News / Africa

Chaos in CAR Prevents Life-Saving Aid From Reaching Needy

FILE - A soldier from the Seleka rebel coalition wears a belt buckle in the design of a gun and ammunition in Bangui.
FILE - A soldier from the Seleka rebel coalition wears a belt buckle in the design of a gun and ammunition in Bangui.
Lisa Schlein
The United Nations says 1.6 million people in the Central African Republic are in urgent need of food, protection, health care and other life-saving services.   Emergency directors from seven U.N. and two private agencies are in the midst of a three-day mission to assess the current situation and see how humanitarian aid can best be distributed in the country.  

Despite enormous difficulties, four U.N. agencies and dozens of international and national aid groups continue to provide humanitarian assistance to tens of thousands of needy people in the CAR.

Jens Laerke, a spokesman for the U.N. Office for Coordination of Humanitarian Affairs, says more than 394,000 people have been forced to flee their homes since the country's current crisis began last December.  

That is when the Seleka rebels rose up against the government of then-president Francois Bozize.  The rebels seized the capital, Bangui, in March and ousted Bozize, who subsequently fled the country.

Since then, the former rebels have allowed the country to slide into chaos, with widespread robberies, looting, and violence, much of it blamed on Seleka fighters.

Laerke says in addition to the hundreds of thousands of internally displaced people, another 64,000 have sought refuge in neighboring countries.

“Persistent insecurity, the absence of the rule of law, attacks against humanitarian personnel and assets are in many cases preventing life-saving assistance from reaching people in need.  However, U.N. humanitarian staff have been redeployed to at least five locations outside of the capital and humanitarian teams are also on the ground and providing aid Bossangoa in the northeast where there has been a recent flare-up in fighting between various armed groups," said Laerke.

Laerke says members of the U.N. mission are talking to both the victims of this crisis and aid workers trying to help them.  From this, he says, the mission will know what to do to better support the humanitarian effort.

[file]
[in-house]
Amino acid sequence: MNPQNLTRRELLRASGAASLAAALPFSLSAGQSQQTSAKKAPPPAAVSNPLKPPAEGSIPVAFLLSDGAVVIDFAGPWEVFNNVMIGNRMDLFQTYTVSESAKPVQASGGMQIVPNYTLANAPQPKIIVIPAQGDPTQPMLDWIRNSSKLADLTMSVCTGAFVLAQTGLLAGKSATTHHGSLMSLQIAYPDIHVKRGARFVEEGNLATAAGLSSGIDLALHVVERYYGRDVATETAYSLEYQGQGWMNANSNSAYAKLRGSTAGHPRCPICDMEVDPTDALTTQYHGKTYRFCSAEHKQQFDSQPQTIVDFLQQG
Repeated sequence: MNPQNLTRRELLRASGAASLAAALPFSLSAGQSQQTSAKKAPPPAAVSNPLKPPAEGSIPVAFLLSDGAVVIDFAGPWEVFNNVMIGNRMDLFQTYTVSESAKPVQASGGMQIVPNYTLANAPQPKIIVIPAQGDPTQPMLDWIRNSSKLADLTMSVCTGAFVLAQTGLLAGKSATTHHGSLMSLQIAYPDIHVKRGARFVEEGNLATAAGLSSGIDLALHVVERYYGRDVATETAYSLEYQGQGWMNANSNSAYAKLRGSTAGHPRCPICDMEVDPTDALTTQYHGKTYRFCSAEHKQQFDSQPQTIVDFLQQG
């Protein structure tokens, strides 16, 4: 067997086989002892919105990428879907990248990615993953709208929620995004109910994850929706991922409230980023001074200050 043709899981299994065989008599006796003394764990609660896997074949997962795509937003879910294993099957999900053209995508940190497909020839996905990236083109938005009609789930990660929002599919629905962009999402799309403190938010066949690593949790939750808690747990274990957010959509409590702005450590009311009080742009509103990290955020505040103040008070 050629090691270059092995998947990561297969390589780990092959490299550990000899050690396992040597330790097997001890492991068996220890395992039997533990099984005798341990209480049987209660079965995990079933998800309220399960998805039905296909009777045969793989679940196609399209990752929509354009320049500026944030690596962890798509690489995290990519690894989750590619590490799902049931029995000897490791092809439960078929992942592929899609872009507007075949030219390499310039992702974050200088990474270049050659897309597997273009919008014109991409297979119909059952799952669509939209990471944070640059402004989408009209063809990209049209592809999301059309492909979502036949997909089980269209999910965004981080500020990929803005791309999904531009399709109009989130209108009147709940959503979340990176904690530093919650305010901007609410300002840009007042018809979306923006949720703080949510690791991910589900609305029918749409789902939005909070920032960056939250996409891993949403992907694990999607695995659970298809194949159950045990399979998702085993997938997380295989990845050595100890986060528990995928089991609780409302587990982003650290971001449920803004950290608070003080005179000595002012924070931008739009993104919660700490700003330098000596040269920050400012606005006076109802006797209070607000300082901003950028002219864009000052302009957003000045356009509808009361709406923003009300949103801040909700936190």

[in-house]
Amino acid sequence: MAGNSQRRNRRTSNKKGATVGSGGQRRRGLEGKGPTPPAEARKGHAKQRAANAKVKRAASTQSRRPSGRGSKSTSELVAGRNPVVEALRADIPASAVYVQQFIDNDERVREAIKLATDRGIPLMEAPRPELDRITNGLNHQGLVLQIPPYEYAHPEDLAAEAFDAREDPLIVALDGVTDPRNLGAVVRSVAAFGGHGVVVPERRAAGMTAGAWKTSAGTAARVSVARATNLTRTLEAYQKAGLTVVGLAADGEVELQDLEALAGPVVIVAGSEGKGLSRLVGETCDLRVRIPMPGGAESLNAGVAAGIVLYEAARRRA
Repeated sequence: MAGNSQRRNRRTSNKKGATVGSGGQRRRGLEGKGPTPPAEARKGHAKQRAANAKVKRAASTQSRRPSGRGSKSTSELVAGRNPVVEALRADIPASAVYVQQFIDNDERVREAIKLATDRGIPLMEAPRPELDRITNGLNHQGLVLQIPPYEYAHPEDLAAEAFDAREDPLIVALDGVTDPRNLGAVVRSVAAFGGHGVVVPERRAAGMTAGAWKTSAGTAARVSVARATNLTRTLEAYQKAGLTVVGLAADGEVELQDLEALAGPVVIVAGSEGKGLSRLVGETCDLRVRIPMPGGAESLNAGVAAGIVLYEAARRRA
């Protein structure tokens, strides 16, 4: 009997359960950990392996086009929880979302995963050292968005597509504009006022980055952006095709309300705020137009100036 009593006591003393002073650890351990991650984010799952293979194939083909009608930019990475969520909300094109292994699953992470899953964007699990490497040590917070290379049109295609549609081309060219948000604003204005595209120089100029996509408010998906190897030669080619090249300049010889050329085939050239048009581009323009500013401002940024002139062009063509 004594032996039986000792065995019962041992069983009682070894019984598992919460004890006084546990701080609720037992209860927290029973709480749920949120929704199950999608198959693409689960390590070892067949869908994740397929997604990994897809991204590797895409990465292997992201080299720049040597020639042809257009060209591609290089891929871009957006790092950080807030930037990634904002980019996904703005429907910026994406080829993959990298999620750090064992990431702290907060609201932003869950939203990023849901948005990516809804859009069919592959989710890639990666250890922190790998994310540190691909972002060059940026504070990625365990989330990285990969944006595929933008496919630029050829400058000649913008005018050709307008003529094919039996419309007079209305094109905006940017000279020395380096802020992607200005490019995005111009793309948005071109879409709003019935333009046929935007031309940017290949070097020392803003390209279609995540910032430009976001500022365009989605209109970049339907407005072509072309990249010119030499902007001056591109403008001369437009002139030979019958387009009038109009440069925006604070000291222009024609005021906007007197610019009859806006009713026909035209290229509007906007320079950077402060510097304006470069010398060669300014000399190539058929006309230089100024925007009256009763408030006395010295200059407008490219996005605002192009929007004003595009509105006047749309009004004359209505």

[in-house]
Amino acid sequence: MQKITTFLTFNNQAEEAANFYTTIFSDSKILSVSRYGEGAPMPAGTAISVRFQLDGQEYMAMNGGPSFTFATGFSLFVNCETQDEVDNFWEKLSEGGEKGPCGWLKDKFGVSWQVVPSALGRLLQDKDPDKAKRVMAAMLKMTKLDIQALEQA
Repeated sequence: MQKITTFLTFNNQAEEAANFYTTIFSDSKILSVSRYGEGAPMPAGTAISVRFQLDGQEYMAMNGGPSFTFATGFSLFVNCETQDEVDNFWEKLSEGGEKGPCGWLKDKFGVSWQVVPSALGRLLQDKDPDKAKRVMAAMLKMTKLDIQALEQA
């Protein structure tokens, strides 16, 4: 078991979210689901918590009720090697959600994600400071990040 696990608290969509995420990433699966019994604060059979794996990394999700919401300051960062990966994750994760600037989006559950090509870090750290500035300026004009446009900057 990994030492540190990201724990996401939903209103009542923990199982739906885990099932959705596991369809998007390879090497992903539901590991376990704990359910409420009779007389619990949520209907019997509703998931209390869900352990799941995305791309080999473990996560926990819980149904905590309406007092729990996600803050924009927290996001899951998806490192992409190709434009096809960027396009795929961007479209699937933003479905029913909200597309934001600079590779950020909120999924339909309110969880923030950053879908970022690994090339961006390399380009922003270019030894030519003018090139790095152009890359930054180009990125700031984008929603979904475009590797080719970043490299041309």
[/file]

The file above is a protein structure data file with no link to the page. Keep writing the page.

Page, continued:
He says the U.N. team also wants to get the international community to pay attention to this crisis and understand that the lives of hundreds of thousands of people are on the line.  

He says only 39 percent of the U.N.'s $195 million appeal has been met, not enough to sustain the operation.

Meanwhile, the U.N. Children’s Fund says the country's education system has been greatly harmed by the crisis.  A new UNICEF survey finds seven out of 10 students have not returned to school since the conflict started last December.

The agency found that about two-thirds of the 176 schools surveyed had been looted, occupied or damaged by bullets or shells.  

UNICEF spokeswoman Marixie Mercado says students have lost on average of six months of schooling.

“Four out of five people said that fear of violence remains the main reason that students are reluctant to return to school.  Absent teachers and lack of supplies were the two other main reasons.  These numbers are a telling indicator of need.  They show that there is sufficient generalized insecurity and fear, that teachers and pupils are afraid to go to school, and that parents are understandably not wanting to let their children out of their sight," said Mercado.

UNICEF is calling on CAR authorities to take concrete measures to support the permanent and safe return of all teachers and students to school.

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